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    I was going to ask if you've already done two centuries, how is this your first long distance event but I guess you kind of answered it above. Regardless, congrats on your PR for 50miles. Keep after it, you'll be back up to 100 again before you know it.
    It doesn't get harder, you just go slower.

  11. #11
    Senior Member Mithrandir's Avatar
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    Quote Originally Posted by Homeyba View Post
    I was going to ask if you've already done two centuries, how is this your first long distance event but I guess you kind of answered it above. Regardless, congrats on your PR for 50miles. Keep after it, you'll be back up to 100 again before you know it.
    Yeah I've only done 2 event rides so far; my centuries were solo efforts. Last year I did a 22 miler (not even 2 hours) and this was my first 50. I also did a 30 mile group shop ride 3 weeks ago, but that's not really an "event". I'll be doing a 44 mile event next month, and I'm hoping I'll feel confident enough to do Bike MS in September:

    http://bikenyr.nationalmssociety.org...18093&pg=entry

    It's 100 miles over 2 days:
    http://ridewithgps.com/routes/836348 (day 1)
    http://ridewithgps.com/routes/836350 (day 2)

    Only problem is, that's a hell of a lot of climbing for me. More than I've ever done before (roughly 6000 feet). Makes me nervous; I haven't even begun hill training yet this year.

  12. #12
    Senior Member Homeyba's Avatar
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    Looks like you have three good 500+ft climbs on day one. They're not too big but I bet they are typically steep for that region. Day two doesn't look quite as bad. Any century with 6k ft of climbing is starting to get into the more difficult range. Since that is split into two days it'll make it much more doable. If you get some hill training in you should be fine.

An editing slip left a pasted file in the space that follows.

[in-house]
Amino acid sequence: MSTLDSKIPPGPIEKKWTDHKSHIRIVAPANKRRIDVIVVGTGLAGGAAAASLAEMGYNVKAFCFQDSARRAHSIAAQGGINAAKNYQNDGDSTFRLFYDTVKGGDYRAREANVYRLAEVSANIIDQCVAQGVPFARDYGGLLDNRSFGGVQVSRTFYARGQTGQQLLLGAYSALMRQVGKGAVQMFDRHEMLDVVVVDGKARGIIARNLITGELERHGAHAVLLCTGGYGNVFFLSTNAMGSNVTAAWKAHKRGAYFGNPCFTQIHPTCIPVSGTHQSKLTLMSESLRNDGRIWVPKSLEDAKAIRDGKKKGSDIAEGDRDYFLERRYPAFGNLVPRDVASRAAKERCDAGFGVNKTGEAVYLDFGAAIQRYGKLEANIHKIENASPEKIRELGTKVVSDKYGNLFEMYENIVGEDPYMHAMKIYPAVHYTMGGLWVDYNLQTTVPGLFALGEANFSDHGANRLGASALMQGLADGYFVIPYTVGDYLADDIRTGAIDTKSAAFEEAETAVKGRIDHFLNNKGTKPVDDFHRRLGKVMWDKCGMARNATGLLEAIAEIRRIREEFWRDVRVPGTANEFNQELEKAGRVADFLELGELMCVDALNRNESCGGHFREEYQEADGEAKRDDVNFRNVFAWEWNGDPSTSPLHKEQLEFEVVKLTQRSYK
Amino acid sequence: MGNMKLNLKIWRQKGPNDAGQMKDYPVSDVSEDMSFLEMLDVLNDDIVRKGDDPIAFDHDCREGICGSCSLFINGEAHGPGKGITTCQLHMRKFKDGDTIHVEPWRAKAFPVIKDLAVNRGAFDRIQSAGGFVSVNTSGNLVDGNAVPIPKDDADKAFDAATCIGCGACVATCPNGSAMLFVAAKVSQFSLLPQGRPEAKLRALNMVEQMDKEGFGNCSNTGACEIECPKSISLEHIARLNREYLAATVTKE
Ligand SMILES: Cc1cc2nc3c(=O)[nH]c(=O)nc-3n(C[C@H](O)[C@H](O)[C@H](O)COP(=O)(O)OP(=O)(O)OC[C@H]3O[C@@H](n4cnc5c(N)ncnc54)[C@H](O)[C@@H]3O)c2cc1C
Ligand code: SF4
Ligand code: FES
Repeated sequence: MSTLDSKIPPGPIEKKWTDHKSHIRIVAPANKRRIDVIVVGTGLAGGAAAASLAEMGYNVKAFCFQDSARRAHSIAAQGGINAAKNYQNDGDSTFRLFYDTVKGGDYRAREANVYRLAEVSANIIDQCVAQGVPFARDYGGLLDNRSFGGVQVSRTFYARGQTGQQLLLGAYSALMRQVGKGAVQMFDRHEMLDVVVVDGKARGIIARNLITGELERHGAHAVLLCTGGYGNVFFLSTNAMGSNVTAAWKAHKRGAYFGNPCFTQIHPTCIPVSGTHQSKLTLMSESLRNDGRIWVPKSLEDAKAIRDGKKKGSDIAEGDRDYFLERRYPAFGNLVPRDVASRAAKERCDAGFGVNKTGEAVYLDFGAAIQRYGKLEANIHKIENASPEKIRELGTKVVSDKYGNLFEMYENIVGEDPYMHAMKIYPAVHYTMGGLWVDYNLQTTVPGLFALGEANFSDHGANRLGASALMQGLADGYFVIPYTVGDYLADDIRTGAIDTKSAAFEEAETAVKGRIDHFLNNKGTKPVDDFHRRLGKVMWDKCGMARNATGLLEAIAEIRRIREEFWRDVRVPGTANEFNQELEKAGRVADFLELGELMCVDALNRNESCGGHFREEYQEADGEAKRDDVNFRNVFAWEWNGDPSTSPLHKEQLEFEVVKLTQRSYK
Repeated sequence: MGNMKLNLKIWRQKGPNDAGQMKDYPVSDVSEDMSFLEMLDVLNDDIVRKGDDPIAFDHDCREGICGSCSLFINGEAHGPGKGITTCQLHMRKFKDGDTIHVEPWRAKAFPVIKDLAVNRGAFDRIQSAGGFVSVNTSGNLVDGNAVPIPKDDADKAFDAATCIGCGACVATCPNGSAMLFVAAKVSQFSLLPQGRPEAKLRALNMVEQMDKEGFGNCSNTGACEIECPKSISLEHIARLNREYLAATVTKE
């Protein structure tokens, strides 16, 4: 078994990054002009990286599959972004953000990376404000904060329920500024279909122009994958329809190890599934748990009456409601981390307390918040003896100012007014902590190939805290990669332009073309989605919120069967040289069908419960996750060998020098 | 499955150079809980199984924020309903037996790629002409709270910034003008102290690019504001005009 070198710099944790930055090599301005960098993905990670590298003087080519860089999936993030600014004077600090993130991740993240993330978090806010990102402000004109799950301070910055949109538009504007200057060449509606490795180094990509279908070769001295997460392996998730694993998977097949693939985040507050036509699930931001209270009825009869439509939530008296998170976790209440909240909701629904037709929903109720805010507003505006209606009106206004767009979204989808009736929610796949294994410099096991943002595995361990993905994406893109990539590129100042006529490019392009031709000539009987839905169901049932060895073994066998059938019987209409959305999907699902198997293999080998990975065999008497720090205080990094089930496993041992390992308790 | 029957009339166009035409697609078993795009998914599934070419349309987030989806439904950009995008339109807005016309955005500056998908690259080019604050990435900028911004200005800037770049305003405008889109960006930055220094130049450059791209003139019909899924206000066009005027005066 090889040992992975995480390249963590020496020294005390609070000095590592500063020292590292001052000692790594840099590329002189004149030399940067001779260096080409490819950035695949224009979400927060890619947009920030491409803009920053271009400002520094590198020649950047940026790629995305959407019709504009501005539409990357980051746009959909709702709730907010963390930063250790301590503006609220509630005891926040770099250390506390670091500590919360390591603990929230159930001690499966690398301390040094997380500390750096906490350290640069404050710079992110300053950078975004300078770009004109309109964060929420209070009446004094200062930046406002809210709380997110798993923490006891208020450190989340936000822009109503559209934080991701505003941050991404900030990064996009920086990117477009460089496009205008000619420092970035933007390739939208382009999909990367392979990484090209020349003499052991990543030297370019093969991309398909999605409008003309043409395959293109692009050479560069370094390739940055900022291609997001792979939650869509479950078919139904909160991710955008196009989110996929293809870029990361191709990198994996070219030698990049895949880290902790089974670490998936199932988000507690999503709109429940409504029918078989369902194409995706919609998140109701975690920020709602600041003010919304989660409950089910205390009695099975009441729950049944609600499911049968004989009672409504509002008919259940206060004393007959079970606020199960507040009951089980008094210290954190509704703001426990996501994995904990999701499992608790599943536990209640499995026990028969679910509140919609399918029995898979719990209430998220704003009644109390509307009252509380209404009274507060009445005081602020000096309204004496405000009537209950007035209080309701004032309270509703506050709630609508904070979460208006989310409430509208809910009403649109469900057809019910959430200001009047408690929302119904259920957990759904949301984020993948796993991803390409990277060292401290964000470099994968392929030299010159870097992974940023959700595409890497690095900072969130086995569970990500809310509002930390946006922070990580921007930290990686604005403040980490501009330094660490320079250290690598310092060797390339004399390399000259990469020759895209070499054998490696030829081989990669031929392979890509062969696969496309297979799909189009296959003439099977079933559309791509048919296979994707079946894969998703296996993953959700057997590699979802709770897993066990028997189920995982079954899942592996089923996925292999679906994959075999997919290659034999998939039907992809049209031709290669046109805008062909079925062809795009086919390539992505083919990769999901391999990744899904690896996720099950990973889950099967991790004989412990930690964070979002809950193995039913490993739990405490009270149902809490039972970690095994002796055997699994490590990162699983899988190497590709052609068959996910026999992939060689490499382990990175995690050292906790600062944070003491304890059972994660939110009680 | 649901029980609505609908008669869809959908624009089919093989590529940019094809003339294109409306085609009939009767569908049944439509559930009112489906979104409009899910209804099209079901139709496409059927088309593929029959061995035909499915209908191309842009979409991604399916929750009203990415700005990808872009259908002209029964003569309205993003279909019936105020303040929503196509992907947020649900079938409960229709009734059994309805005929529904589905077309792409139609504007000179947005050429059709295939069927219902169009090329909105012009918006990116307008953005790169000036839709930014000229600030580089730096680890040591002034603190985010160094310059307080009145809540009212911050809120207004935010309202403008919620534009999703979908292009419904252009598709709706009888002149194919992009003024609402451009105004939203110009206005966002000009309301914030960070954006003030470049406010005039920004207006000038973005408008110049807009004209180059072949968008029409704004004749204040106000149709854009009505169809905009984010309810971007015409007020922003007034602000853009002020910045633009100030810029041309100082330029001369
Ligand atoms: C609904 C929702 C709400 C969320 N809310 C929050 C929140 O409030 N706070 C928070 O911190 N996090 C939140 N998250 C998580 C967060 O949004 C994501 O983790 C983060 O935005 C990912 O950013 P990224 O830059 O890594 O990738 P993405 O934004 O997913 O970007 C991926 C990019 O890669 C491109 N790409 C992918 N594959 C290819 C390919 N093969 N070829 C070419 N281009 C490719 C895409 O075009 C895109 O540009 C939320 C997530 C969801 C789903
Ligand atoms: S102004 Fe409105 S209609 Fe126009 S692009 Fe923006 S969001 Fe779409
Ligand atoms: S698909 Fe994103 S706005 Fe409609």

It doesn't get harder, you just go slower.

  13. #13
    Senior Member goldfinch's Avatar
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    Congratulations! Your report is inspirational for me. I have been off the bike for the past 5 days in Minneapolis farting around. With luck I will ride tomorrow. I have a ride scheduled for June 2 of 65 miles. My goal is to finish!

  14. #14
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    Another great and inspirational post. Way to go!!!

  15. #15
    Travelling hopefully chasm54's Avatar
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    Quote Originally Posted by Mithrandir View Post
    That being said, the bonk I experienced at mile 46 last week (lasted until the end, it was a complete bonk), and the bonk I experienced at miles 37 through 43, lead me to believe that I may yet not be capable of a metric this year. Last year I was able to do 50 and 62 mile rides without bonking at all, albeit slower. So who knows what all of this means.
    You didn't "bonk" through miles 37 to 43. You kept going, and recovered. That's not a bonk, it's just a bad patch.

    What it means is that your cardiovascular system is much fitter than it was a year ago, but you are struggling with the consequences bothof the weight gain, and of the blow to your confidence that the weight gain has delivered. Keep losing the weight, keep riding, and your self-doubt will recede again.
    There have been many days when I haven't felt like riding, but there has never been a day when I was sorry I rode.

  16. #16
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    Well done, Mith.
    Thanks for the ride report, it is an inspiration to us all!

  17. #17
    Senior Member rec3036's Avatar
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    Good Job!!!
    Russ


    MS = Life Changing Not Life Ending

    I ride like there is no tomorrow, since for me there could be no tomorrow on the bike.

    My MS bike page: http://main.nationalmssociety.org/si...al&fr_id=17956

  18. #18
    Senior Member rdtompki's Avatar
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    Well done!
    Rick T
    --------
    Volagi - Triple"ized" and Tubeless
    daVinci Joint Venture

  19. #19
    Senior Member CommuteCommando's Avatar
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    Great job! I did my first 50, a charity ride in November and am signed up for a metric next Sept. Of the several group rides I have done so far, I have not been the only Clyde. On the one last November, I got passed going up a hill by a guy who outweighed me by fifty pounds.

    OT. Do you frequent another forum called RCU? I've seen that same name there. My RCU handle is "Dreadnaut"

  20. #20
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    nice work.

  21. #21
    Senior Member Black wallnut's Avatar
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    Quote Originally Posted by chasm54 View Post
    You didn't "bonk" through miles 37 to 43. You kept going, and recovered. That's not a bonk, it's just a bad patch.

    What it means is that your cardiovascular system is much fitter than it was a year ago, but you are struggling with the consequences bothof the weight gain, and of the blow to your confidence that the weight gain has delivered. Keep losing the weight, keep riding, and your self-doubt will recede again.
    Mith, ^^^^ This! Keep up the mental toughness and you'll get progressivly better, faster, and stronger.


    Mark